Mankind is a smart bunch. We´ve learned how to put a man on the moon, how to build skyscrapers as high as mountains, and we have access to all the knowledge in the world via small devices in our pockets made of plastic, metal, and some microchips. We can travel back and forth between the continents in a matter of hours. We´ve developed sophisticated treatments for all kinds of human ailments, helping us to become as old as some of the trees. That´s impressive and utterly admirable.
Yet, all these upsides of modern life seem to take a toll on our bodies and minds. In most Western societies, the level of obese people is growing steadily, as is the pervasiveness of psychological disorders such as depression and anxiety-related conditions. Is this the price society has to pay for the comforts of the modern life? And more importantly:
Could we reverse these effects by turning to a more “primitive” lifestyle?
Here´s the thing: I´m sure, on the whole, we´re a lot smarter than our Neanderthalian ancestors. But being smart does not automatically lead to making smarter decisions. Let´s look at their way of life for a moment. Born in 1978, I´m not a contemporary witness – yet I´m an avid reader and watch a lot of documentaries. Here´s how I imagine life must have been for them:
- They lived in tribes of several larger families with close bonds between the members of their group.
- They had to toil hard in order to survive, but when their work was done (having enough food to sustain the tribe), they relaxed, played, created art, and made love.
- The men hunted in small groups, sometimes for several days in a row. When doing so, they walked or even ran a double-digit mileage per day.
- While chasing prey, they didn’t talk much. Instead, they focused on their immediate surroundings, the animals´ smells, sounds, and their tracks.
- When the hunt was successful, they returned home, shared their game with everybody, and also shared their hunting lore by the fireside.
- The women also walked long distances several time per week while searching for fruits and nuts. Some of them stayed home to take care of the tribe´s offspring. When not searching for food, they created tools, pottery, and clothing.
- Whenever possible, they all slept long, especially in winter. They also took several naps over the course of the day whenever the environment was save.
Now let’s take this narration and transfer into more modern terms. What we have here are people who…
- spend a lot of time with their friends and the ones they love (here´s some science on the psychological upsides of bonding);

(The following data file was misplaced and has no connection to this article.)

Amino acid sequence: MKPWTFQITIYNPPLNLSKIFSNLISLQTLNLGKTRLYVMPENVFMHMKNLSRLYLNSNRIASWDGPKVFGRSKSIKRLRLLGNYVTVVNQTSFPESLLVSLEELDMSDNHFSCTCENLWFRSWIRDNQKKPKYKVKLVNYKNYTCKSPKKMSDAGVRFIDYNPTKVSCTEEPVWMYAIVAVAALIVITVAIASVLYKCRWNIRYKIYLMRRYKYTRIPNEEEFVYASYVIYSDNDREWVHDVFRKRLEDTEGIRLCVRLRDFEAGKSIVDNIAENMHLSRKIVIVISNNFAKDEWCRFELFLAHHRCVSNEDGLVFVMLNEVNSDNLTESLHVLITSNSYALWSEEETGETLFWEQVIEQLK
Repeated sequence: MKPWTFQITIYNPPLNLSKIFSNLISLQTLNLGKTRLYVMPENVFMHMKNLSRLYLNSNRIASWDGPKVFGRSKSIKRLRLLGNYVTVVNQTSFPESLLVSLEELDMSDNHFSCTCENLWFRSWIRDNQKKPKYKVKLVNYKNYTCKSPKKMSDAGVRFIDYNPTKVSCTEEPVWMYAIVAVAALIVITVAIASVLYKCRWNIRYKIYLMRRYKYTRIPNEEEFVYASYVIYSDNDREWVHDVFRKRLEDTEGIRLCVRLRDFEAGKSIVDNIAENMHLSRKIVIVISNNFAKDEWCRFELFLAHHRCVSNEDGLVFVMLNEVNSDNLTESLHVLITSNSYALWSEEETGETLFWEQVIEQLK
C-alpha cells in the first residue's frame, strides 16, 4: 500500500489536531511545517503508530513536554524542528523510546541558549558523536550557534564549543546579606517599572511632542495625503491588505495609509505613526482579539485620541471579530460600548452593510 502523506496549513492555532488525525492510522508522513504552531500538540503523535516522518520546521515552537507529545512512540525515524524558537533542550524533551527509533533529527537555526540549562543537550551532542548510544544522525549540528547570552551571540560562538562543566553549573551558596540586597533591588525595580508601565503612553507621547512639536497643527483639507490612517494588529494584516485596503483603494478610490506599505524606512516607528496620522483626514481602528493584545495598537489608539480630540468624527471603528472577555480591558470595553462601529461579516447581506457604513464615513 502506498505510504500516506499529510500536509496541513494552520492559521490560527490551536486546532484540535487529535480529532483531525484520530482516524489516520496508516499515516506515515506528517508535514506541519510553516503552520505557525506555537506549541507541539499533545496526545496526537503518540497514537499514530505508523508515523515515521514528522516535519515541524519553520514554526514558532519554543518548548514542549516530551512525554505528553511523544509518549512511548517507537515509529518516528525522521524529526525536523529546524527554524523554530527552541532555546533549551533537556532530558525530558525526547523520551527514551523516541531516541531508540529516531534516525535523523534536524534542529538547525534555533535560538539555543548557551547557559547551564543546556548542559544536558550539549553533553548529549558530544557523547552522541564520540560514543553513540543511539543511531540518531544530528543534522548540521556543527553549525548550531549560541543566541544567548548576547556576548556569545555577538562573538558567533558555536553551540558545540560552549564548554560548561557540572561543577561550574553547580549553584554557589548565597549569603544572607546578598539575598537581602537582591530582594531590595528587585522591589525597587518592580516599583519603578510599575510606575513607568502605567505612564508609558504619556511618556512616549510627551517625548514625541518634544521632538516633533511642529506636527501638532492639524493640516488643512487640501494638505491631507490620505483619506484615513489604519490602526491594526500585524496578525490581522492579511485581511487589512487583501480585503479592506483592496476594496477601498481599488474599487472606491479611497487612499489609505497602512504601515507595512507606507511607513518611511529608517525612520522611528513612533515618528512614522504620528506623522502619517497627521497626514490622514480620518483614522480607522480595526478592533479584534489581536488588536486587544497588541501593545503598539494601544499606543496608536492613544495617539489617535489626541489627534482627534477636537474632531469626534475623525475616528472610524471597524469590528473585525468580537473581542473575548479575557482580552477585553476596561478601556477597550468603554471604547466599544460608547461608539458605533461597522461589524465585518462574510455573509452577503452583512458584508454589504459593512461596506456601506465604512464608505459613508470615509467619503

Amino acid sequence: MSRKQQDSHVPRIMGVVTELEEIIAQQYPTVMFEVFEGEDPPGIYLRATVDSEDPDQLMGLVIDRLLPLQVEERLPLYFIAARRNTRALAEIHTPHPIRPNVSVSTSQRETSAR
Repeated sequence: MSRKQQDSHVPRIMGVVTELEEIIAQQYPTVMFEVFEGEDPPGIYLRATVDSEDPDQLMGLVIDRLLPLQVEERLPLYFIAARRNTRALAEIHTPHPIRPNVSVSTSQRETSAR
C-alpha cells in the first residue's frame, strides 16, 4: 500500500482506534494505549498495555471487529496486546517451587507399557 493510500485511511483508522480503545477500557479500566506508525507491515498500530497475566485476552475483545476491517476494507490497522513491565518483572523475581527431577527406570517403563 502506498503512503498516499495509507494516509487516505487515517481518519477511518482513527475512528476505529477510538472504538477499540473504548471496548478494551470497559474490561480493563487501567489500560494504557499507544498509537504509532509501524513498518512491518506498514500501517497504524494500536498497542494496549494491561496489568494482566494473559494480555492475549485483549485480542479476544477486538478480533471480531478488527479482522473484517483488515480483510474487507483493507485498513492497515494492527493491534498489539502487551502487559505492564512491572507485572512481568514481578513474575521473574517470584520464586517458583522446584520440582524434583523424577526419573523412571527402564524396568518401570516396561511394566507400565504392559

- finish the equivalent of a half-marathon three or four times a week (here´s some science on the psychological upsides of intense physical exercise);
- spend most of their time in natural green environments (here´s some science on the psychological upsides of biophilia)…
- …and practice an intuitive form of mindfulness while doing so (here´s some science on the psychological upsides of staying in the present moment).
- have a clear purpose in life and work hard to reach it (here´s some science on the psychological upsides of feeling one´s life has a deeper meaning)…
- …yet, they are not workaholics. They know how to relax, taking lots of powernaps, and engage in recreational activities such as play and art (here´s some science on the psychological upsides of detaching from work and engaging in play or the arts).
Depression and anxiety as the body´s warning signs?
Compare this to what most Westerners are doing:
- We eat too much food that we don´t have to struggle for.
- We sit too much and walk too little.
- We work insane hours, yet don´t sleep and play enough.
- We spend too much time alone or among people we don´t really care about.
- We get lost in cyberspace instead of staying with what´s at hand.
- We focus too much on promoting ourselves instead of promoting the common good.
Put in simple terms, I think this is what our bodies are trying to tell us:
Hey man, you’re doing this wrong. You’re spending your time doing the wrong things, and I don’t feel safe and sound in these places you’re taking me. And where are the familiar faces that I love? But hey, I can’t explain this to you in a straight way, I don’t have words. That’s why I make you feel anxious and miserable. This is my wake-up call.
Let me close by saying that I don’t argue we should all return to an aboriginal lifestyle. I’m a city-boy all the way through. I like my work at the office, I love going out for dinner, and having a grocery store and a hospital in close proximity. But I also try to take care of myself and my body, I try to create meaning by helping people live more significant lives (e.g., via this blog…) – and ever since being married and having kids, I stay home a lot.
I guess, as ever so often, it comes down to finding the right balance.